The L’informe series is comprised of digital drawings—intimate gestures that resemble, in aggregate, universes unto themselves. The title references Georges Bataille’s notion of formlessness and the works embody a mental state that defies rational thought.
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Rachel Rose’s series L’informe comprises intricate digital drawings that invite the viewer to delve deep into their abstract worlds, zooming in to discover the dense build-up of lines that produce depth and shadow. They are allover compositions comprised of small, often repeating gestures that resemble, in aggregate, universes unto themselves. Made while Rose was suffering from postpartum depression after giving birth to her son, the drawings of L’informe embody fraught emotions and a terrifying mental stasis that defies rational thought. Titled after Georges Bataille’s notion of formlessness and his desire to break categorizations, Rose’s new works resist any singular interpretation or direct message. Made primarily in 2021 and minted in early 2022, these touching works serve as a marker of personal experience, psychological challenge, and digital exploration.
ABOUT THE ARTIST
The video works of Rachel Rose (b. 1986) have won the attention of curators and critics thanks to her innovative editing techniques. For instance, she will cut to a close-up in which viewers can’t be certain whether they’re seeing an animal or a plastic bag, and the transitions from one sequence to the next are both disorienting and illuminating. She takes the same approach to sound; sonic elements that seem to have little to do with the visuals are introduced to surprising effect. Rose’s attention to these sensory effects—as well as her habit of zooming into fibers, skin, and other tactile surfaces—emphasizes the physicality of digital media.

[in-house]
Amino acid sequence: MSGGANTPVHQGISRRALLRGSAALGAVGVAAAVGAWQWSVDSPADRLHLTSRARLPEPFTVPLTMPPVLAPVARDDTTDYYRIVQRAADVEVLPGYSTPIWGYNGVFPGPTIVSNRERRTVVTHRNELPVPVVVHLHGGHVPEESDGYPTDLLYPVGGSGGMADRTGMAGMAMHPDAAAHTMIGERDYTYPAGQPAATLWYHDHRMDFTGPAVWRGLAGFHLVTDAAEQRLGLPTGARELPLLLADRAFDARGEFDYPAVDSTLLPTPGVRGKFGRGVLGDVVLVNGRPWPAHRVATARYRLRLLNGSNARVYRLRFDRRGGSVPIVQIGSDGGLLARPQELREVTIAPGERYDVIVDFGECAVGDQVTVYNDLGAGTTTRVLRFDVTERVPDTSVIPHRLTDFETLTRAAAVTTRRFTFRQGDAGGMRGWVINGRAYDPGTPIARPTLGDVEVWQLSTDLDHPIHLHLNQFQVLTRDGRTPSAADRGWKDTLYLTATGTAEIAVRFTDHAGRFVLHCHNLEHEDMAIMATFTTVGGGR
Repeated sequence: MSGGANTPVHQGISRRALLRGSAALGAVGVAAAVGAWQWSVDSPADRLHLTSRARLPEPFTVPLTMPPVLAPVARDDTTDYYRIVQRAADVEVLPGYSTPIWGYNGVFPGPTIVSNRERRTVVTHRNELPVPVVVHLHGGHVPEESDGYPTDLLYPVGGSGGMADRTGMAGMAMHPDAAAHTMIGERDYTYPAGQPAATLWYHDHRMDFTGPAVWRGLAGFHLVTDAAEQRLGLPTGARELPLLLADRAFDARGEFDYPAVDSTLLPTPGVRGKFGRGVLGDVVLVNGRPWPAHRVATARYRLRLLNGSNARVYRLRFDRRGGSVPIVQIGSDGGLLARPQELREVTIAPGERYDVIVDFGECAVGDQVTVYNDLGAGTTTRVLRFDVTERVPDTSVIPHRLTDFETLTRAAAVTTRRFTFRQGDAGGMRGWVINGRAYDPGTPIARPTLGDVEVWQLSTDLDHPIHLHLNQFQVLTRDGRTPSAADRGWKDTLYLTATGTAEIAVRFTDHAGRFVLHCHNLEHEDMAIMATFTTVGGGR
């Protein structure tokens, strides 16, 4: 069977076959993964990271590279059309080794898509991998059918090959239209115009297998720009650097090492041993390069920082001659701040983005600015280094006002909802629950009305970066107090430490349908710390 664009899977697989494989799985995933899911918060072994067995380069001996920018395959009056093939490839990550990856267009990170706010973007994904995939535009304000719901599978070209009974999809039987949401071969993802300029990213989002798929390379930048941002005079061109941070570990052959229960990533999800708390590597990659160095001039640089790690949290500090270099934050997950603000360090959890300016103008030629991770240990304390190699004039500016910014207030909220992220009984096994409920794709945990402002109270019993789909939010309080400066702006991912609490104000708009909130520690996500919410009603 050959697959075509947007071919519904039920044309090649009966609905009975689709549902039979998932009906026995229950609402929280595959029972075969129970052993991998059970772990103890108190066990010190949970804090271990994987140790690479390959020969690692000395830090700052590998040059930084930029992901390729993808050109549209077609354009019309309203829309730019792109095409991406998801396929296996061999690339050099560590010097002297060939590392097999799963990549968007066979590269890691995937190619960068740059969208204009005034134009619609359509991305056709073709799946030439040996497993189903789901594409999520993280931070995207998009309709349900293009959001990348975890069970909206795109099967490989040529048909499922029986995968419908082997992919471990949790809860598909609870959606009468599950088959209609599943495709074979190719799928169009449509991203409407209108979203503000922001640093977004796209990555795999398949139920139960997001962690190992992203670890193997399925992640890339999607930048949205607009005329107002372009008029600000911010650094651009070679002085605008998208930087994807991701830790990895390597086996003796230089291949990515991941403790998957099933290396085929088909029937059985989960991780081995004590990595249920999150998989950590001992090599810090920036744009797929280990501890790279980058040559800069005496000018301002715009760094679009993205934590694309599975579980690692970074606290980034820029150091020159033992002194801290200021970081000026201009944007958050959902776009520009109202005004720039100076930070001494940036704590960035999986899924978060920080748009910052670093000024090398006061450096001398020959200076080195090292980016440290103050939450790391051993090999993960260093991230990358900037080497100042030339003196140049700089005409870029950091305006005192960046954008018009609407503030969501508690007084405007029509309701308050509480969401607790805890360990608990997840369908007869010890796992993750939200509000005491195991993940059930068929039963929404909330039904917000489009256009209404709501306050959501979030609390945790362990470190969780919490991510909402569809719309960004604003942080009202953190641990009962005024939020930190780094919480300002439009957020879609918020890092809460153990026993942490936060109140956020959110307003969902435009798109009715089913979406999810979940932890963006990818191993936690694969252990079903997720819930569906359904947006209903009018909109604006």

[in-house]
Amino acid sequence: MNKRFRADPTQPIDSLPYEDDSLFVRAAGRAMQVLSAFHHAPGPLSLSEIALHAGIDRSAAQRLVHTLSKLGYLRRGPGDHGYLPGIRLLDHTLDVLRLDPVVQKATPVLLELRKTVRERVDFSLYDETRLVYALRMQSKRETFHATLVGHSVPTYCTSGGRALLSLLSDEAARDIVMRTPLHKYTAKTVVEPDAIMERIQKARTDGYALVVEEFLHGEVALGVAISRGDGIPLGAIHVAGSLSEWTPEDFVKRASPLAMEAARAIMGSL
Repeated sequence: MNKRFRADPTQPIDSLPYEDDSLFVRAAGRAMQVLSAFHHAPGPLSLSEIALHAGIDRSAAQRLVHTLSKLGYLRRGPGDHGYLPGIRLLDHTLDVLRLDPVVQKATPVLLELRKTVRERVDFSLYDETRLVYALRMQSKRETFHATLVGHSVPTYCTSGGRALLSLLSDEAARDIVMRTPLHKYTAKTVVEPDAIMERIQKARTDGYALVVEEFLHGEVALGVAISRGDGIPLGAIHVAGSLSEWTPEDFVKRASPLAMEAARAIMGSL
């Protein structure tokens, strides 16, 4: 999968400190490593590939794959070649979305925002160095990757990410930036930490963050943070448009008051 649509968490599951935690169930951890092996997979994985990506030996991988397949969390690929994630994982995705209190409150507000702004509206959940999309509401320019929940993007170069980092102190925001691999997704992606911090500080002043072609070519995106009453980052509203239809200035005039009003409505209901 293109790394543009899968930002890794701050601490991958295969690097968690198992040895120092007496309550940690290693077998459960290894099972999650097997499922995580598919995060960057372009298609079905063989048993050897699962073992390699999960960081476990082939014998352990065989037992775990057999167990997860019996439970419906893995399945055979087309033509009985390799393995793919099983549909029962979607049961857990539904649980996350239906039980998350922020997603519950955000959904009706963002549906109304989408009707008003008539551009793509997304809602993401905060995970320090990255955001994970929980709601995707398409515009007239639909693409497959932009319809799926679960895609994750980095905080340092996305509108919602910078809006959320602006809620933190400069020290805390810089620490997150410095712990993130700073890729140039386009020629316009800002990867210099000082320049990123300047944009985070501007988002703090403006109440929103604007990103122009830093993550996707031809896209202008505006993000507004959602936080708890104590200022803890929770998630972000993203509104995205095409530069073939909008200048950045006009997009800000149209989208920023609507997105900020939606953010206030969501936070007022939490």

The topics of Rose’s meditative, philosophical videos extend her associative montage to thematic, narrative connections. Palisades in Palisades (2014), the centerpiece of her 2015 solo exhibition at the Serpentine Galleries in London, includes original footage shot on the cliffs in northern New Jersey.
The video intertwines geological and cultural histories, looking at the remnants of nineteenth-century park on the site and reflecting how its architecture structures an experience of episodic vignettes, much like the novel that developed at the same time. Everything and More (2015), which premiered at the Whitney Museum in New York, explored the experience of zero gravity through an interview with an astronaut, and simulated it with special effects produced through the physical interaction between the light of the digital projector and daylight.
Rose’s work has been included in prominent exhibitions such as the Venice Biennale and the Carnegie International in Pittsburgh. It has been collected by The Whitney Museum of American Art, The San Francisco Museum of Modern Art, The Philadelphia Museum of Art, The Los Angeles County Museum of Art, and The LUMA Foundation, among other major institutions. She is represented by Barbara Gladstone Gallery, New York/Brussels/Korea; Pilar Corrias, London; and CAA.
RACHEL ROSE ON FORMLESSNESS
Rose talks to Outland’s chief artistic director Christopher Y. Lew about her process.